If there’s one thing Bobby Rainey lacks, it’s not confidence.
One of the team’s most undersized players also gets every ounce of ability out of his 5-foot-8, 212-pound frame and he saw his efforts get recognized earlier today. The NFL announced Wednesday morning that Rainey has been named the NFC Special Teams Player of the Week for his work returning punts during Tampa Bay’s 38-31 win over Jacksonville.
“I get a rush out of it,” Rainey said Wednesday of returning kicks and punts. “Any time there’s a challenge I want to be a part of it because I feel like I can overcome it. It doesn’t matter whatever the situation is, I just get a rush from it.”
According to a team press release, Rainey is the first Buccaneers player to earn Special Teams Player of the Week honors since wide receiver Michael Spurlock won the award in Week 16 of the 2009 season. In 2013, Rainey was named NFC Offensive Player of the Week Award for Week 11 and h joins Ronde Barber and Shelton Quarles as the only Bucs to win Player of the Week Awards in two different categories.
Rainey took advantage of his three opportunities Sunday by picking up 85 total yards (28.3-yard average), including a career-long of 58. That lengthy return came in the second quarter and set up the quarterback Jameis Winston’s 10-yard touchdown pass to running back Doug Martin to put the Buccaneers on top, 13-7.
The 58-yard return was the longest by a Bucs player since 2009 and the seventh longest in team history.
Rainey said he was appreciative of the award and thankful for his special teams teammates that help make positive returns possible.
“For one, nothing happens until those guys block,” Rainey said. “So if they decide they want to let everybody go then I can’t get a return. I can’t go through all 11 guys, so everything happens up front. It’s no different than offense and defense. With that being said, our guys did a great job of blocking at the line of scrimmage and also stopping their gunners.”
Rainey’s 199 punt return yards ranks second in the NFL behind Cleveland’s Travis Benjamin and he’s averaging 13.3 yards per attempt. The fourth-year pro’s three returns of 20-plus yards are tied for the league lead with Benjamin and Miami’s Jarvis Landry.
Rainey didn’t get an opportunity to bring back any kicks Sunday but he’s been handling those duties capably all season, as well. He’s responsible for all eight returns this year and has the Bucs ranked fourth in the league with a 29.9-yard average. Rainey’s also gained at least 20 yards every time he’s decided to head upfield.
Combined, Rainey’s 438 kick and punt return yardage leads the NFL.
One thing he hasn’t been doing much of this year is waiving for fair catches. Rainey’s done so only once and he’s made it work out well through five weeks.
“I feel like the first guy would never make a play on me,” he said. “That’s my mentality, period. No matter if it’s on offense [or special teams]. If I have room to catch to the ball then it means I have room to make a move, and I feel like my move is better than the tackler. It’s not my intention not to call a fair catch but if I can’t make a move then I’ll call a fair catch. I’m going to do the things I need to do to put my team in a position to be good.”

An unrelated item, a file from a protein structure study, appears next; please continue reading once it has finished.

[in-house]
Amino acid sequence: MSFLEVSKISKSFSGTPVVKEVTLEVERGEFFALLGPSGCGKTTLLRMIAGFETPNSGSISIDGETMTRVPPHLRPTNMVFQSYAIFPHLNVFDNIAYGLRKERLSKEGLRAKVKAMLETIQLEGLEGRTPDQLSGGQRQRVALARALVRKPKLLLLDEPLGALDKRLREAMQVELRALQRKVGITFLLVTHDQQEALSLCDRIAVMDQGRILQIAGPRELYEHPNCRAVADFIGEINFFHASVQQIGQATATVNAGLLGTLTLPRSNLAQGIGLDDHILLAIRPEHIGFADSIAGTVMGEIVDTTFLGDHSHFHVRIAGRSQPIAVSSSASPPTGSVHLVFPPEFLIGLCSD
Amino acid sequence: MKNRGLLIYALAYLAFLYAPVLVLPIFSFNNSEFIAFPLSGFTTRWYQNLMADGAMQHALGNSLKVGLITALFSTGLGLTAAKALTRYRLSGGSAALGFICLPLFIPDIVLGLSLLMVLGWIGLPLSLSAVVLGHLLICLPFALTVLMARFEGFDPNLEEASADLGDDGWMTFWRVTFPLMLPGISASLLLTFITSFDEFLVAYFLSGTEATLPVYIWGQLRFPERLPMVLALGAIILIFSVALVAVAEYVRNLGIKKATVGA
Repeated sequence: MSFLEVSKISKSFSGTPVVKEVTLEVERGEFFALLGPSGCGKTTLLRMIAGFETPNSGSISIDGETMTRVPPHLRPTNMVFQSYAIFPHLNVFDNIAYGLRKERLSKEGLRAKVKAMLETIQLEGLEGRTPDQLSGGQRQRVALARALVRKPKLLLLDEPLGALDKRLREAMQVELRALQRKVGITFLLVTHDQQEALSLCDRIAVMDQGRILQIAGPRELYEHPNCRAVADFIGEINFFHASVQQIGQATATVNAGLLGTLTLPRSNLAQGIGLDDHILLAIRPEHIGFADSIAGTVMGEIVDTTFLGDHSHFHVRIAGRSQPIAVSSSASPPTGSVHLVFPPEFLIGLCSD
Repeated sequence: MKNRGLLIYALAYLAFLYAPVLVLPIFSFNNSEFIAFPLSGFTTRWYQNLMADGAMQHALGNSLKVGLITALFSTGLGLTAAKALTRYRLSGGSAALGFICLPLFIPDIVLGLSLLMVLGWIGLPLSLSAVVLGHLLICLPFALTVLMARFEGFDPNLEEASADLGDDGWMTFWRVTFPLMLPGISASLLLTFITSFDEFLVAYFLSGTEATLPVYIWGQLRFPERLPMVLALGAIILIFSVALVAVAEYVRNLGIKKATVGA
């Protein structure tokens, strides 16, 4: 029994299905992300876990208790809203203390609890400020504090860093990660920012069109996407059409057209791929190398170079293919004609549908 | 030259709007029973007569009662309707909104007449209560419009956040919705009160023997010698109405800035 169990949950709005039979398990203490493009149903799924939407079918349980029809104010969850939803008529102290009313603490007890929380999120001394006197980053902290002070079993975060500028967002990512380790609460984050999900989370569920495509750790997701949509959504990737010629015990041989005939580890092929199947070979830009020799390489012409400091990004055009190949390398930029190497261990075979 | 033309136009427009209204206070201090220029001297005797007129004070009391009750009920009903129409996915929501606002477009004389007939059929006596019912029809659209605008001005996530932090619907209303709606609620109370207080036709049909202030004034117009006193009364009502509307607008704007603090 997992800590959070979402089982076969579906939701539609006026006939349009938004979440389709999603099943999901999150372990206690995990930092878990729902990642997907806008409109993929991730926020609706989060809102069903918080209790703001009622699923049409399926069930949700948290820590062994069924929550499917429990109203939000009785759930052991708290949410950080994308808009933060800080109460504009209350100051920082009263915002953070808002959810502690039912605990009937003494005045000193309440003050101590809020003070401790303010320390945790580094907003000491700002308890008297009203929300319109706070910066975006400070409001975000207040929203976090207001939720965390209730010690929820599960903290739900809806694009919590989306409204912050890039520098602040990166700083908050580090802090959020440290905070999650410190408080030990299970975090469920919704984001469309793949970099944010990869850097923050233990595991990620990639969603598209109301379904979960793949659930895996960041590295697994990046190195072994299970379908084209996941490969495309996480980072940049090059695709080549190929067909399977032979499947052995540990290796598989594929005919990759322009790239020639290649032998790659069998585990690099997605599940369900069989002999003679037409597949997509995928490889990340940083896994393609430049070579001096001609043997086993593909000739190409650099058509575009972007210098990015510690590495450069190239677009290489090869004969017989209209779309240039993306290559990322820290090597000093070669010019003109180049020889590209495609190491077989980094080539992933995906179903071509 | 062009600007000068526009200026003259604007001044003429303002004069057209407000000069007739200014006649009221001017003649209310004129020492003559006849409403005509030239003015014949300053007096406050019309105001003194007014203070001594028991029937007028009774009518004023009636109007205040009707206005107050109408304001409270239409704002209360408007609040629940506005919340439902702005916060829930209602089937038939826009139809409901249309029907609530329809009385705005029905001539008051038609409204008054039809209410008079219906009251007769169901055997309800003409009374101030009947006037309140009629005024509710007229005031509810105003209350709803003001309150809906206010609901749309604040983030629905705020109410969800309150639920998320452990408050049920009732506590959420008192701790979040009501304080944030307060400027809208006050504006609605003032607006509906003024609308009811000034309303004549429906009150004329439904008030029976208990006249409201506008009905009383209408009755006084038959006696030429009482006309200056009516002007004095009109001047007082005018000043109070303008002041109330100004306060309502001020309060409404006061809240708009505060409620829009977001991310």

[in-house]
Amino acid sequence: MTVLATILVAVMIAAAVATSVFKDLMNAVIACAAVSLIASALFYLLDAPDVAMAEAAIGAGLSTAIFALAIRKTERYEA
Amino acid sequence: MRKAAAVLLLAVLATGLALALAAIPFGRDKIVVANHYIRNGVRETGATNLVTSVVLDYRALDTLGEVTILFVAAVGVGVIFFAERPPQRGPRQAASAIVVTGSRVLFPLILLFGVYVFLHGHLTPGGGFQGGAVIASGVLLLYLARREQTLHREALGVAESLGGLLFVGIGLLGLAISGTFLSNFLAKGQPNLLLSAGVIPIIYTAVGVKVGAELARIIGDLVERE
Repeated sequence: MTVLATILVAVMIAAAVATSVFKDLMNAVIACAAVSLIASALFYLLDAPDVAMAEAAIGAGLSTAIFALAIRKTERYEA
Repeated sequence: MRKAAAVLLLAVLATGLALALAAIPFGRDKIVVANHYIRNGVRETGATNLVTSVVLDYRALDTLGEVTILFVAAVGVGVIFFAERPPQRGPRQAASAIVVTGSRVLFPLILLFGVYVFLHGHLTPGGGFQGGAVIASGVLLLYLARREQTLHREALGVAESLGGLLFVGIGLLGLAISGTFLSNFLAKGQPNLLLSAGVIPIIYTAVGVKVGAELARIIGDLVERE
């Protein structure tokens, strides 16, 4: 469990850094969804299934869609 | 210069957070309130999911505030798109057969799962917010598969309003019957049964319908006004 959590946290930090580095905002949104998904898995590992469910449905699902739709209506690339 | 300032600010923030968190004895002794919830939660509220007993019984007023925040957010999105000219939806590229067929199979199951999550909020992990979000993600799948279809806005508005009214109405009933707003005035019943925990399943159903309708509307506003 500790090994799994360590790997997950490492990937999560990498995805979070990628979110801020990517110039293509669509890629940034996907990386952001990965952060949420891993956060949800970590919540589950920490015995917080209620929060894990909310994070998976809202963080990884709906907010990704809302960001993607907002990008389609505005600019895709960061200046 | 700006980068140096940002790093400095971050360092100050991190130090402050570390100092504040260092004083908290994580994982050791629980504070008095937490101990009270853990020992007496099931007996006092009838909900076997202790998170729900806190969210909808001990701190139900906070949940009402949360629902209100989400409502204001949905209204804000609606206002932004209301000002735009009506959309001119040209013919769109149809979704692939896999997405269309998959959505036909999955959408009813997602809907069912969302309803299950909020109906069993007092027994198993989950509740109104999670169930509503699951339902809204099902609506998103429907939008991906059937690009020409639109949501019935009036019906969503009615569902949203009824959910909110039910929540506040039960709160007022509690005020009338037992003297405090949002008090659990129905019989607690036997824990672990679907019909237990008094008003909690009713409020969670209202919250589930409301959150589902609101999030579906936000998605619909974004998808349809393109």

There’s still plenty of season left, but up until now Rainey has shown improvement handling return responsibilities this year compared to his limited opportunities in 2014. He recorded seven of the team’s 23 punt returns last year for an average of 7.9 yards and brought back six of 36 kickoffs for a 26.3-yard average.
Although he returned kicks and punts his freshman and sophomore seasons at Western Kentucky and ran back seven combined kicks in 2013 while a member of both the Browns and Bucs, Rainey said his comfort level is greater this year, especially while waiting under punts.
“When I started out last year I was too anxious and I wasn’t calling any fair catches, no matter how far [coverage] was down or what,” he said. “But now I’m relaxed and being disciplined.”
Rainey’s solid early season averages have helped rank Tampa Bay seventh in the NFL in starting field position during its 60 total drives, according to stats compiled by FootballOutsiders.com. On average, the Bucs have taken over possession just outside their own 30-yard line.
“We have a unique group of running backs with Bobby being one of them – our special teams guy,” Winston said of Rainey after practice. “Special teams wins games for you. When you’re able to flip the field with just one return and get a big play, that’s great.”
Head coach Lovie Smith joined in the praise of Rainey and said the league made a good choice with its recognition.
“It’s very deserving,” Smith said. “Bobby had a good feeling about knowing that he could be a difference in what we’ve been doing. I’m just pleased with that entire running back room. Of course we talked about Doug Martin. Charles Sims has been outstanding and Bobby’s in that room, too. They all made big plays, but Bobby can make you miss in the open field, he has great hands and we need to be able to get more from our kicking game.”